I have no such problems connecting to a web server when it's actually listening on port 80.
If you have no web server running, here is what you should get from terminal to show that name resolution is working on all network interfaces before the telnet gives up connecting to port 80:
mac:~ me$ telnet localhost 80
telnet: connect to address ::1: Connection refused
telnet: connect to address 127.0.0.1: Connection refused
telnet: connect to address fe80::1: Connection refused
telnet: Unable to connect to remote host
Should you get different results, I would use scutil to determine reachability for your network destination:
mac:~ me$ scutil -r localhost
mac:~ me$ scutil -r loopback
mac:~ me$ scutil -r 127.0.0.1
It might be worth checking if you have LittleSnitch or another firewall that has rules that are blocking network access or reboot into Safe mode to test if some kernel extensions or other conflict is preventing the default reachability and access to local ports. Also, you will most certainly want to check whatever web server you are running to ensure it's really listening to port 80:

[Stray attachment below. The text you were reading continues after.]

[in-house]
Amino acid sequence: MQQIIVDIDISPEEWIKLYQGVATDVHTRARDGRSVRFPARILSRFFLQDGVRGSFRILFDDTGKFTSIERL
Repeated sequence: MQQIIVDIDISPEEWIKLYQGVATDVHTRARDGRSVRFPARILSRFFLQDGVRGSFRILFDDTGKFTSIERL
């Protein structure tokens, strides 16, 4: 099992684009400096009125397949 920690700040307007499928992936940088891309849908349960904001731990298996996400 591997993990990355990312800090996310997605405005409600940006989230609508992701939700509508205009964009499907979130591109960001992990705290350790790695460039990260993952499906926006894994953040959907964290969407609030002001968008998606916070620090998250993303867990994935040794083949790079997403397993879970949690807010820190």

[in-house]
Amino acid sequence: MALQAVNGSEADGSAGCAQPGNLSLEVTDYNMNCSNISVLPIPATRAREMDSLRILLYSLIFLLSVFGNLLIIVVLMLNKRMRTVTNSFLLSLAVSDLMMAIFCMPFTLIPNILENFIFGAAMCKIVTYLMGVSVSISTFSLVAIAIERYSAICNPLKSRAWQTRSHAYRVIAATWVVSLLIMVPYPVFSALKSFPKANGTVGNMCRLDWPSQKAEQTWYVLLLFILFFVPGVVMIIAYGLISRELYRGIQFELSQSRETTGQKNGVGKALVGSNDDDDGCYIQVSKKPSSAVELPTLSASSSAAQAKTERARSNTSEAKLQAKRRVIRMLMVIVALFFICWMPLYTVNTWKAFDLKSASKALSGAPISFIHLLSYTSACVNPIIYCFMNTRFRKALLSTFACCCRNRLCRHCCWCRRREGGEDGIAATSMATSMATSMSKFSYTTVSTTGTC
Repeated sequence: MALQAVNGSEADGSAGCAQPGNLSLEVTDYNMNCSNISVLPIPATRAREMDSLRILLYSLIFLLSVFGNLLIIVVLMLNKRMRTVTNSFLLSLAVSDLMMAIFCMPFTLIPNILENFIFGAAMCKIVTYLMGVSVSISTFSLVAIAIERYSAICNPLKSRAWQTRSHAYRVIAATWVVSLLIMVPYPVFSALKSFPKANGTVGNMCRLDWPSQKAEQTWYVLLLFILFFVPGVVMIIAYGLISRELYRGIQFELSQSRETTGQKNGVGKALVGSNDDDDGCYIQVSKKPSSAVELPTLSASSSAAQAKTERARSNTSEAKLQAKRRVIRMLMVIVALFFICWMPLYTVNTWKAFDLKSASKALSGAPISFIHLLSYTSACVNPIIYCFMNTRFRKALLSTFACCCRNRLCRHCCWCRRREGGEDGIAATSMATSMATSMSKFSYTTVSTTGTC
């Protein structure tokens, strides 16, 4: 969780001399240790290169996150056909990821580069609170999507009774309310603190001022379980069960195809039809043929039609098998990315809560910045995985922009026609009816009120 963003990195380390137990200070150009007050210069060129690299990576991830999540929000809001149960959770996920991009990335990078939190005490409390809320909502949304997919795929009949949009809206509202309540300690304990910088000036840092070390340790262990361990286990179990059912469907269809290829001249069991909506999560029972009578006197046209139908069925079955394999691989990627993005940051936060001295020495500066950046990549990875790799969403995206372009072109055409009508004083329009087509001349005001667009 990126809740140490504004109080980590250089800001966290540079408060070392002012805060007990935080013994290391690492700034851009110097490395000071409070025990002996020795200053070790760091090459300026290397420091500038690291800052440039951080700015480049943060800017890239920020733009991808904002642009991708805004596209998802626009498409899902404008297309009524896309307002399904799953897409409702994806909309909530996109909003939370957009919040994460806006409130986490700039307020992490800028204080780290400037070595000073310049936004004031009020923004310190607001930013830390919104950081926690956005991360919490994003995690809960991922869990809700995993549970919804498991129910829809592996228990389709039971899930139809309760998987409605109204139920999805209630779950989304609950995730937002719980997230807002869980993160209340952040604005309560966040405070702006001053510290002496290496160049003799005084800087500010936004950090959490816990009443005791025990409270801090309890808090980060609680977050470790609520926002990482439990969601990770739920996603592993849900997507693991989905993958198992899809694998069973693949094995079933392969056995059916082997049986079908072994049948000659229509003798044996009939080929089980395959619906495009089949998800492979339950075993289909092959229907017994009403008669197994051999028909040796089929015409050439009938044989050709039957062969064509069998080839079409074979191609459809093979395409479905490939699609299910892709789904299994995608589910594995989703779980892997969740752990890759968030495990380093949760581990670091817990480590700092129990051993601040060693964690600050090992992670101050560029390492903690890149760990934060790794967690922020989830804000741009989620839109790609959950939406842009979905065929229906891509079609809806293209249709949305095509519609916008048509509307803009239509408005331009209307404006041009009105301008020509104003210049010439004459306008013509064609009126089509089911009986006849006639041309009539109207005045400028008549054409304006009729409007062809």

mac:~ me$ sudo lsof -i :80 | egrep "PID|LISTEN"
COMMAND PID USER FD TYPE DEVICE SIZE/OFF NODE NAME
httpd 1645 root 8u IPv6 0x513627eaa81c8205 0t0 TCP *:http (LISTEN)
httpd 15851 _www 8u IPv6 0x513627eaa81c8205 0t0 TCP *:http (LISTEN)
httpd 72969 _www 8u IPv6 0x513627eaa81c8205 0t0 TCP *:http (LISTEN)
Also, quit all web browsers or be prepared to filter those network connections from the above
lsof command as it shows all connections over port 80.